If you would rather use boneless skinless thighs in this recipe instead of breasts, don’t forget that dark meat takes a little longer to reach peak tenderness. The food-safe temperature for both white and dark meat when cooking poultry is at least 165°F, but letting dark meat cook until it reaches an internal temperature of 175°F will give it a more pleasing texture.

Vertical image of a white plate with seared pieces of meat with peppers and lime slices.

This may take an additional 5 to 8 minutes of baking time, depending on the thickness of the meat.

Whether Jalapeno Man is the main character of the next Marvel movie or not, this zippy, chili-marinated chicken will prove to you that the sassy little pepper has a lot to say.

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Horizontal image of a white plate with seared pieces of meat garnished with lime wedges and pepper halves.

Jalapeno-Lime Marinated Chicken

  • Author: Fanny Slater
  • Total Time: 40 minutes
  • Yield: 4 servings 1x


For an entree with some real pizzazz, try our spicy marinated chicken flavored with a zesty trio of fresh jalapenos, garlic, and lime.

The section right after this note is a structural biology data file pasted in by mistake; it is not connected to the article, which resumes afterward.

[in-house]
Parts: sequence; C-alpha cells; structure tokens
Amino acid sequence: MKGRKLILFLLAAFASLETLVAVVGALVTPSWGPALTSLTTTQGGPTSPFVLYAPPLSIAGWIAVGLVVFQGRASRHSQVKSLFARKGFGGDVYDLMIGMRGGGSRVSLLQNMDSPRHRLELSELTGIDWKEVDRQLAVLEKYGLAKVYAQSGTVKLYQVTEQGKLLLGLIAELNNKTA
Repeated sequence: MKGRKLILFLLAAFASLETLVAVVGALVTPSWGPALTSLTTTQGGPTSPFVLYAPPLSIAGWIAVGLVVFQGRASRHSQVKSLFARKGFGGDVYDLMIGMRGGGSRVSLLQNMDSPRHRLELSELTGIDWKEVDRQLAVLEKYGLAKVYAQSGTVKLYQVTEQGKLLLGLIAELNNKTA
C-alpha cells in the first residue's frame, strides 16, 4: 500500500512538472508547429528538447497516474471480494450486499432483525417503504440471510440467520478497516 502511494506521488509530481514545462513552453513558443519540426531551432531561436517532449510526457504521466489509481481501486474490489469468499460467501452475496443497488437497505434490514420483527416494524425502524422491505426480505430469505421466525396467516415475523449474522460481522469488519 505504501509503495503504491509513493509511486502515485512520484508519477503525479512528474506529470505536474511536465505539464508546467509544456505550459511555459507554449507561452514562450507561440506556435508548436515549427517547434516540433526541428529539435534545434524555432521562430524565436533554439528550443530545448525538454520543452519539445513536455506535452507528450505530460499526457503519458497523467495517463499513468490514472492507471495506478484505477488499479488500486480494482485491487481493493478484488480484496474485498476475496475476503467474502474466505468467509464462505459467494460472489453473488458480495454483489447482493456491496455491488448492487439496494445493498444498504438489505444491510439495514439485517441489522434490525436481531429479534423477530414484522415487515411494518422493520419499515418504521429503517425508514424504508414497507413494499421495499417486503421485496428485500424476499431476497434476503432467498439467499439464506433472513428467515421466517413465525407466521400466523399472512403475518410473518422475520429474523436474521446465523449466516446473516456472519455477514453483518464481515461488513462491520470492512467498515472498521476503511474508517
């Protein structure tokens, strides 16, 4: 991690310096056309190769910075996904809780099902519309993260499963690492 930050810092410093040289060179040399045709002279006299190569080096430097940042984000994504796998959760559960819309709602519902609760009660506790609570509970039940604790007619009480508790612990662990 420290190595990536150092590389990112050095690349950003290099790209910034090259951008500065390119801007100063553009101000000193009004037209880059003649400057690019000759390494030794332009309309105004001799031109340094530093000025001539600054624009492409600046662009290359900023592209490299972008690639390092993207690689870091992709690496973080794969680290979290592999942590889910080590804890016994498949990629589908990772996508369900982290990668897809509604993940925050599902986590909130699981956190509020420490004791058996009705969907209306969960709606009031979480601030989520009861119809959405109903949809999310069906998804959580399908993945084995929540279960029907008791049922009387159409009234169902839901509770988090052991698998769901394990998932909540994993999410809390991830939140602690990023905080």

• 1 cup plus 2 tablespoons olive oil, divided
  • Zest of 3 limes (2 teaspoons)
  • Juice of 3 limes (6 tablespoons)
  • 2 teaspoons coarse salt
  • 1 teaspoon freshly ground black pepper
  • 2 large jalapenos, diced
  • 2 large cloves garlic, minced
  • 1/4 cup thinly sliced green onions, white and light green parts
  • 4 boneless, skinless chicken breasts (about 3 pounds)
  • Chopped green onion tops, for garnish
  • Lime wedges, for garnish


  1. In a bowl, whisk together 1 cup olive oil, 2 teaspoons lime zest and 6 tablespoons lime juice, salt, black pepper, jalapenos, garlic, and the white and light green parts of the sliced green onion.
  2. Add the chicken to a large resealable bag and pour the jalapeno-lime marinade over the top. Seal and marinate in the fridge for at least 2 hours or for up to 12 hours.
  3. Preheat the oven to 350°F and line a baking sheet with foil.
  4. In a large skillet over medium-high heat, heat 2 tablespoons of olive oil until shimmering. Add the chicken and discard the marinade. Sear until golden brown, about 3 minutes. Flip and cook for 2 more minutes, or until golden brown on the other side.
  5. Transfer the chicken to the prepared baking sheet and bake for 15-20 minutes, or until a meat thermometer inserted into the thickest part of the meat registers an internal temperature of 165°F.
  6. Transfer the chicken to a cutting board or serving platter and set aside to rest for at least 5 minutes before slicing and serving. Serve with lime wedges and green onion tops.